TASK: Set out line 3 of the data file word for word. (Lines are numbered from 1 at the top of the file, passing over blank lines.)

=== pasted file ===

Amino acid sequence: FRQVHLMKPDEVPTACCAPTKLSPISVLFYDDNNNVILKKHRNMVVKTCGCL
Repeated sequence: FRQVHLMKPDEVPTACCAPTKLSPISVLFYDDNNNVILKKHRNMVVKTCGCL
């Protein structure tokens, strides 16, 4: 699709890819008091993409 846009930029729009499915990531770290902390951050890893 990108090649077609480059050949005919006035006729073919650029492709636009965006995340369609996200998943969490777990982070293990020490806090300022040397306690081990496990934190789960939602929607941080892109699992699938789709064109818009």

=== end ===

């Protein structure tokens, strides 16, 4: 699709890819008091993409 846009930029729009499915990531770290902390951050890893 990108090649077609480059050949005919006035006729073919650029492709636009965006995340369609996200998943969490777990982070293990020490806090300022040397306690081990496990934190789960939602929607941080892109699992699938789709064109818009």